The film is unusual because it does not make fun of Catholic schools or demonize religious teachers. “Lady Bird” feels more like a love letter to a Catholic High School. Director Greta Gerwig, who attended a Catholic high school, seems to have understood the real character of Catholic education. Most films, songs and books about Catholic education focus on the oddities (“Do Black Patent Leather Shoes Really Reflect Up?”). Nuns often seem quaint characters or fierce tyrants. Catholic students are either beaten down or rebellious (Billy Joel’s “Only the Good Die Young”). There is none of this in “Lady Bird.”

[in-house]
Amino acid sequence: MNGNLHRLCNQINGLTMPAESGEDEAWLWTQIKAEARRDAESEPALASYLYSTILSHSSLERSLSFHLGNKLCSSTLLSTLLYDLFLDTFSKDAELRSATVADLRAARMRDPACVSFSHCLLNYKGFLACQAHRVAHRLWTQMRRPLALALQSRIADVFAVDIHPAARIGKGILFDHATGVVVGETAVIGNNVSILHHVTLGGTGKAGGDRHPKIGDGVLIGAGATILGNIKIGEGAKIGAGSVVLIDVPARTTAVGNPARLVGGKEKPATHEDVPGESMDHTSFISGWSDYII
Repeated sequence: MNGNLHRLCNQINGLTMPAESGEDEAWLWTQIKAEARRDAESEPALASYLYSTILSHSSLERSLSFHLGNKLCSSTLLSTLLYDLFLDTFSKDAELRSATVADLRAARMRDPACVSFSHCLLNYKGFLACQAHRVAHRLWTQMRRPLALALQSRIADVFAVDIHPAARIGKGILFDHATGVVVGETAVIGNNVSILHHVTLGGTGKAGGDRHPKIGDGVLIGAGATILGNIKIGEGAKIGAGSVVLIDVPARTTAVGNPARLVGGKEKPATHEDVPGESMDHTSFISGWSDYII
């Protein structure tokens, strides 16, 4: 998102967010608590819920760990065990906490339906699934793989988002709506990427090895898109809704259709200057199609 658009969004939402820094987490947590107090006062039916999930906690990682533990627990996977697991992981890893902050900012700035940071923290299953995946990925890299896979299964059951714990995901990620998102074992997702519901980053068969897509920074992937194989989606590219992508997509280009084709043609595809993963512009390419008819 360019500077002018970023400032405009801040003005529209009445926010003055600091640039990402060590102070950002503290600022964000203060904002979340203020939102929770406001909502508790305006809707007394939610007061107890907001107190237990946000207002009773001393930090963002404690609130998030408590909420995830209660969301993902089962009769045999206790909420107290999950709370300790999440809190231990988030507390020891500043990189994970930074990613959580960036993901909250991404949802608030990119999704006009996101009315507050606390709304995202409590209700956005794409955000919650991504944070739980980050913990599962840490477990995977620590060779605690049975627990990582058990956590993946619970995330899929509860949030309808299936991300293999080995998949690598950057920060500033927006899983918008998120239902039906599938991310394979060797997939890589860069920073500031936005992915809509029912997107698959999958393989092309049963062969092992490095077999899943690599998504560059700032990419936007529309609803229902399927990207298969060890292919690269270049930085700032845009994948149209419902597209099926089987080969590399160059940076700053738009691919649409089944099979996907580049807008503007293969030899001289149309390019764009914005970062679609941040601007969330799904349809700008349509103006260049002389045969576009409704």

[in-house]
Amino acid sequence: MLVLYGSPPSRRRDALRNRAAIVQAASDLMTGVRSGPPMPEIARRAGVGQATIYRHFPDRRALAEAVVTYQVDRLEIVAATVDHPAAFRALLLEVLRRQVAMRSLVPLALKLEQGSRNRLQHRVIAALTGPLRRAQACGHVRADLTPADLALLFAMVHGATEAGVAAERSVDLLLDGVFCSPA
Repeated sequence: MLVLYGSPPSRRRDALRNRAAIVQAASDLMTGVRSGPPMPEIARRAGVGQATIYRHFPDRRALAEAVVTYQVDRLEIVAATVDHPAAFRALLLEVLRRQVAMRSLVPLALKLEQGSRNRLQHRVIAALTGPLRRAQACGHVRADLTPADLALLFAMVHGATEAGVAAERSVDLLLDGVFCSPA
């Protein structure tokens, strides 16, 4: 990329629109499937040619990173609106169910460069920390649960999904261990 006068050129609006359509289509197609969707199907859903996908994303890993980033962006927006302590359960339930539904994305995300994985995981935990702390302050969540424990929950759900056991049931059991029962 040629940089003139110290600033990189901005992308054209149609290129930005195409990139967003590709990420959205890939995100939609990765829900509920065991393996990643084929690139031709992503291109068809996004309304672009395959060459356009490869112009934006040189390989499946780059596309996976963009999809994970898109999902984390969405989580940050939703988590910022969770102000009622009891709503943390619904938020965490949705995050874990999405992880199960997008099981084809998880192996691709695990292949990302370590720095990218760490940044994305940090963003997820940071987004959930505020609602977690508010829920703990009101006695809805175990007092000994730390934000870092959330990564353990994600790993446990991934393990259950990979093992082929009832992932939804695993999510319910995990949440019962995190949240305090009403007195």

The priests might be a little eccentric, but they are passionate and caring. The director of the high school musical is a Jesuit who has an emotional breakdown when audiences just do not get his interpretation of “Merrily We Roll Along.” His distress is funny when considered in light of the original production’s New York audiences, who were bewildered by Hal Prince’s first staging of the play. After he falls apart, he is replaced as drama director for Shakespeare’s “Tempest” by a priest who is also the JV football coach. The good father is better at designing offensive football plays than he is at directing a play, so the staging is planned in diagrams of X’s and O’s. Still, the coach-priest brings the same commitment and excitement to iambic pentameter as he does to Friday-night lights.